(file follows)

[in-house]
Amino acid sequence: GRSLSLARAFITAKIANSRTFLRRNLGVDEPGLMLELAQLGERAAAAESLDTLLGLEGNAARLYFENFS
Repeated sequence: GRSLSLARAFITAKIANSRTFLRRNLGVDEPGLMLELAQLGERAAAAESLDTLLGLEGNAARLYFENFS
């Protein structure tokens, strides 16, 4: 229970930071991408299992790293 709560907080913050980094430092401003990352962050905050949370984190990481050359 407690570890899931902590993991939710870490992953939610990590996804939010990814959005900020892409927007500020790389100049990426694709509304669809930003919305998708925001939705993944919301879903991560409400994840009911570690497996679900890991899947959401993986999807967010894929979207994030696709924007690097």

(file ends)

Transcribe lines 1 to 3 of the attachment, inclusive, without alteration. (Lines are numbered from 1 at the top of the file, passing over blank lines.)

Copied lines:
[in-house]
Amino acid sequence: GRSLSLARAFITAKIANSRTFLRRNLGVDEPGLMLELAQLGERAAAAESLDTLLGLEGNAARLYFENFS
Repeated sequence: GRSLSLARAFITAKIANSRTFLRRNLGVDEPGLMLELAQLGERAAAAESLDTLLGLEGNAARLYFENFS